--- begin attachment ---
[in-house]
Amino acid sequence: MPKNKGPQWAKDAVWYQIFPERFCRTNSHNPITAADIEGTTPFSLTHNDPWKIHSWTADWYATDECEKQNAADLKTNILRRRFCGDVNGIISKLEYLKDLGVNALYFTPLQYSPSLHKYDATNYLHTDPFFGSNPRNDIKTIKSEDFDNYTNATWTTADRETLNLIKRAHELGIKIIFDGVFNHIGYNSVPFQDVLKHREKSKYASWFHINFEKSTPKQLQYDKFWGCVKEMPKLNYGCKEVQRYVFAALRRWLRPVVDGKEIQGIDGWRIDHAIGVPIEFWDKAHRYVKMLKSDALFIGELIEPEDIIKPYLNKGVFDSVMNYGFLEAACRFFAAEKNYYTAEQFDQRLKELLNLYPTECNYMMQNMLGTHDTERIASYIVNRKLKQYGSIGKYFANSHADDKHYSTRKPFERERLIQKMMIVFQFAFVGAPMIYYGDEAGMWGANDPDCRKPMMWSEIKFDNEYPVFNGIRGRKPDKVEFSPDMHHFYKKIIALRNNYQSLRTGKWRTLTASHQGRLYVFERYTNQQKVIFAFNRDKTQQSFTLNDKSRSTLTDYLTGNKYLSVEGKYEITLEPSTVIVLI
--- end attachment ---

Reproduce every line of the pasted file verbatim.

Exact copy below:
[in-house]
Amino acid sequence: MPKNKGPQWAKDAVWYQIFPERFCRTNSHNPITAADIEGTTPFSLTHNDPWKIHSWTADWYATDECEKQNAADLKTNILRRRFCGDVNGIISKLEYLKDLGVNALYFTPLQYSPSLHKYDATNYLHTDPFFGSNPRNDIKTIKSEDFDNYTNATWTTADRETLNLIKRAHELGIKIIFDGVFNHIGYNSVPFQDVLKHREKSKYASWFHINFEKSTPKQLQYDKFWGCVKEMPKLNYGCKEVQRYVFAALRRWLRPVVDGKEIQGIDGWRIDHAIGVPIEFWDKAHRYVKMLKSDALFIGELIEPEDIIKPYLNKGVFDSVMNYGFLEAACRFFAAEKNYYTAEQFDQRLKELLNLYPTECNYMMQNMLGTHDTERIASYIVNRKLKQYGSIGKYFANSHADDKHYSTRKPFERERLIQKMMIVFQFAFVGAPMIYYGDEAGMWGANDPDCRKPMMWSEIKFDNEYPVFNGIRGRKPDKVEFSPDMHHFYKKIIALRNNYQSLRTGKWRTLTASHQGRLYVFERYTNQQKVIFAFNRDKTQQSFTLNDKSRSTLTDYLTGNKYLSVEGKYEITLEPSTVIVLI